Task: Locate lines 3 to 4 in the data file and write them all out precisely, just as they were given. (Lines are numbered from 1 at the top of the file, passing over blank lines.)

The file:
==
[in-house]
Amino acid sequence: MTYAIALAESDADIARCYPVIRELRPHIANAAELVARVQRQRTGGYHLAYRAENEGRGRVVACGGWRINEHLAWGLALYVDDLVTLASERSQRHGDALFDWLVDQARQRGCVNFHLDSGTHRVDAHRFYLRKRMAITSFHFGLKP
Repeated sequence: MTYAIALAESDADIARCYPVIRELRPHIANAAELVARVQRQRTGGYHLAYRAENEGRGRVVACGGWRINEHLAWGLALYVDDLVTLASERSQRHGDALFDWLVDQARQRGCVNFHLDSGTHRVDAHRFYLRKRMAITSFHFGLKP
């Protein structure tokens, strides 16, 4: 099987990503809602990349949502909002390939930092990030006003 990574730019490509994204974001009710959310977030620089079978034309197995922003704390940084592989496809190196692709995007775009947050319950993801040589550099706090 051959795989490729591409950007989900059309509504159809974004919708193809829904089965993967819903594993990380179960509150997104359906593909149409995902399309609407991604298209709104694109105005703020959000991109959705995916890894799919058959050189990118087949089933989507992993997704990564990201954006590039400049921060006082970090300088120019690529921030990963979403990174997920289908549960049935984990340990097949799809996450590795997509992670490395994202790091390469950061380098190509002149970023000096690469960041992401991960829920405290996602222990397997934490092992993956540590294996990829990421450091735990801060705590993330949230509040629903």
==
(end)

Repeated sequence: MTYAIALAESDADIARCYPVIRELRPHIANAAELVARVQRQRTGGYHLAYRAENEGRGRVVACGGWRINEHLAWGLALYVDDLVTLASERSQRHGDALFDWLVDQARQRGCVNFHLDSGTHRVDAHRFYLRKRMAITSFHFGLKP
């Protein structure tokens, strides 16, 4: 099987990503809602990349949502909002390939930092990030006003 990574730019490509994204974001009710959310977030620089079978034309197995922003704390940084592989496809190196692709995007775009947050319950993801040589550099706090 051959795989490729591409950007989900059309509504159809974004919708193809829904089965993967819903594993990380179960509150997104359906593909149409995902399309609407991604298209709104694109105005703020959000991109959705995916890894799919058959050189990118087949089933989507992993997704990564990201954006590039400049921060006082970090300088120019690529921030990963979403990174997920289908549960049935984990340990097949799809996450590795997509992670490395994202790091390469950061380098190509002149970023000096690469960041992401991960829920405290996602222990397997934490092992993956540590294996990829990421450091735990801060705590993330949230509040629903």